Perhaps you remember from the start of the year my industry-shaking boycott of games including Ubisoft’s “Online Services Platform”? It’s been hard work I can tell you, getting up early each morning to man the barricades, exercising massive willpower to not be tempted into buying any oh-so-lovely looking games… All right, that might be a very slight exaggeration, there are only a few games that include it: The Settlers 7 (I loved the first Settlers game, way back whenever it was, but haven’t really got the time to sink into building a Kingdom), Silent Hunter V (I dabbled a bit with submarine simulators like 688 Attack Sub and Silent Service, but never really had the patience for all that creeping around and carefully deriving firing solutions as opposed to grabbing a plane in a flight sim and shouting “DAKKADAKKADAKKA!” a lot) and Assassin’s Creed II (currently filed under “maybe pick up if it’s in a Steam sale in a year or so for a fiver”).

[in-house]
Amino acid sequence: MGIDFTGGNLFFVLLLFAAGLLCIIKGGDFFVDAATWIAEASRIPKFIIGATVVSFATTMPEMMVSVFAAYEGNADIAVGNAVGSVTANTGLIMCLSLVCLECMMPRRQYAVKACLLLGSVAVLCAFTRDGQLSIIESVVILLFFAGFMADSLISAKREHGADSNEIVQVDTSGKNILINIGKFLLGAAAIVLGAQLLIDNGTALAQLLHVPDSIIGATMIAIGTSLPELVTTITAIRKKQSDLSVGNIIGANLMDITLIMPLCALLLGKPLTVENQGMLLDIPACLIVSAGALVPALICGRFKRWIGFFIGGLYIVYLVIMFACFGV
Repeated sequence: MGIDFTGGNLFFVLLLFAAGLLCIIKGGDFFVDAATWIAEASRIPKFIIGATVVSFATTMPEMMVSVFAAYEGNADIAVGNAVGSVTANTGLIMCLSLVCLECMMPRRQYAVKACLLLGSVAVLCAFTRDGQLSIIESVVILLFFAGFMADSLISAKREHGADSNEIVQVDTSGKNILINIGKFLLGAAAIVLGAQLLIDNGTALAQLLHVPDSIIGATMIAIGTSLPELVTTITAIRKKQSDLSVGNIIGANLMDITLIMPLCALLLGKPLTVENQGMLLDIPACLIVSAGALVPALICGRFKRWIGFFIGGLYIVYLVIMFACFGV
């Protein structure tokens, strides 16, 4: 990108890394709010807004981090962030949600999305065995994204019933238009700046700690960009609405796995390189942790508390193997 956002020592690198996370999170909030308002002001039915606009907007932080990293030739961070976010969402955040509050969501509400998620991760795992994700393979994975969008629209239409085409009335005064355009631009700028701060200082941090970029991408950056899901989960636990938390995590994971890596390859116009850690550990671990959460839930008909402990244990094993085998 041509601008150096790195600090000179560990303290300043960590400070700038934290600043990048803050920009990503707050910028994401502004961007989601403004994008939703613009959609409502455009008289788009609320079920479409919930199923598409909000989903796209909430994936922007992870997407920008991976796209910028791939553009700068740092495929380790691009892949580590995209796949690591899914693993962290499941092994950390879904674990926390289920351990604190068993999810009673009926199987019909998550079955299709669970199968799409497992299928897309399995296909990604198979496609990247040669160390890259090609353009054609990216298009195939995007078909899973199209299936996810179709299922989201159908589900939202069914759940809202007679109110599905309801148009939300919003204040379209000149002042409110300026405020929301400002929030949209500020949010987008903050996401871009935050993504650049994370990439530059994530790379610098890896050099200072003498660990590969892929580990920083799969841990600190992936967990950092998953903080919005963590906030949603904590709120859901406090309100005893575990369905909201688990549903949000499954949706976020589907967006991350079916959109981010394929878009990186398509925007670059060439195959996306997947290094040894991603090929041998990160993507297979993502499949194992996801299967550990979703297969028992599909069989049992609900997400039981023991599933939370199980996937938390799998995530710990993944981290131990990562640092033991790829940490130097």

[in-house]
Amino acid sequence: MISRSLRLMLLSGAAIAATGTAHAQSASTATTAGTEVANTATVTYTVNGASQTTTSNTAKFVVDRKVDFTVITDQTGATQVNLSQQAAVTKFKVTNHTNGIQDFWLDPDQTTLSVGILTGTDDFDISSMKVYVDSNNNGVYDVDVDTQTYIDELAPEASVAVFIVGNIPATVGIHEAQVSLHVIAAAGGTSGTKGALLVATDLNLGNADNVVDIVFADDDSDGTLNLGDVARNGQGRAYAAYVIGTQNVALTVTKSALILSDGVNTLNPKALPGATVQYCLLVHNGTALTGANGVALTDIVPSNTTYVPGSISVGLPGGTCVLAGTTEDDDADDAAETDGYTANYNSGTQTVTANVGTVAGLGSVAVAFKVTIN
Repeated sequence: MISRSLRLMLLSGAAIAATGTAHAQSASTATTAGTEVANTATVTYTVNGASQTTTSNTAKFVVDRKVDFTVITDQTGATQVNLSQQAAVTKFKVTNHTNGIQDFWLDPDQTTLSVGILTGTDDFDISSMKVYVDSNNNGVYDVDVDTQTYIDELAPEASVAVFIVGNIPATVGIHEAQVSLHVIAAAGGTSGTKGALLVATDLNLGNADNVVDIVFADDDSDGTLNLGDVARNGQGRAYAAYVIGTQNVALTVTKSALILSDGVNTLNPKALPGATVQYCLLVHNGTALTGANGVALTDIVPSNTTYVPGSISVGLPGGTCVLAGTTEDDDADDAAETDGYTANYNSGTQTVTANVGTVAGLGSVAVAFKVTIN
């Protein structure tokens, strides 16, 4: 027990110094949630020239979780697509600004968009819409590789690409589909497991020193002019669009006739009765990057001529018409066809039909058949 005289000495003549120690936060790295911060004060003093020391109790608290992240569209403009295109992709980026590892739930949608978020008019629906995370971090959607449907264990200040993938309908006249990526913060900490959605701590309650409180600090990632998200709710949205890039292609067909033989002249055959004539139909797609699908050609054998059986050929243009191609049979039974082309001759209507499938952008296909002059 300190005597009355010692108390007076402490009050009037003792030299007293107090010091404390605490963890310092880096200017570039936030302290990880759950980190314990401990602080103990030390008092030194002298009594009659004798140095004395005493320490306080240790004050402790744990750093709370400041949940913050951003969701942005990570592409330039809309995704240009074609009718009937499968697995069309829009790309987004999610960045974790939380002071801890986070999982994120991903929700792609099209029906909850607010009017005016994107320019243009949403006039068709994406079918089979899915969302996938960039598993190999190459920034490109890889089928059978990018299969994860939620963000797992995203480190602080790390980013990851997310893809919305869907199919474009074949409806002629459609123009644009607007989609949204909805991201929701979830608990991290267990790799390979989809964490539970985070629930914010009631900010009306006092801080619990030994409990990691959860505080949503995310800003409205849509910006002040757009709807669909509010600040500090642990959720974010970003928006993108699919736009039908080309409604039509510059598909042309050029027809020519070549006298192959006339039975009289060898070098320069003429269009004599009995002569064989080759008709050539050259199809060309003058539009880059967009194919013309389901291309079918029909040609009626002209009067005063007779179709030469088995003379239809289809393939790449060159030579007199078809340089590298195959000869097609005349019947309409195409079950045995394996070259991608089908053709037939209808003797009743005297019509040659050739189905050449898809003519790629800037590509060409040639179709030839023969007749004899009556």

The one Ubisoft game I’ve really been interested in is RUSE, a WWII RTS which has been delayed a couple of times, postponing the reckoning when my brave moral stand might actually be tested, and this morning news filtered through from Rock, Paper, Shotgun that it won’t be an issue after all. Apparently:
When R.U.S.E. is released in September, it will benefit from Valve’s Steamworks API to offer the best community experience to players. Consequently, a Steam account and Internet connection will be required to activate the game, as per Steam policy. For this reason, R.U.S.E. will not use the Ubisoft protection. Single player can be played offline.
Well huzzah! (So long as this isn’t just a cunning ruse.) Clearly this was entirely down to my threatened boycott; I’d better turn my powers to good, so listen up, like, banks and governments and stuff: I’m totally boycotting you until world poverty is ended, yeah! Back in the real world, though…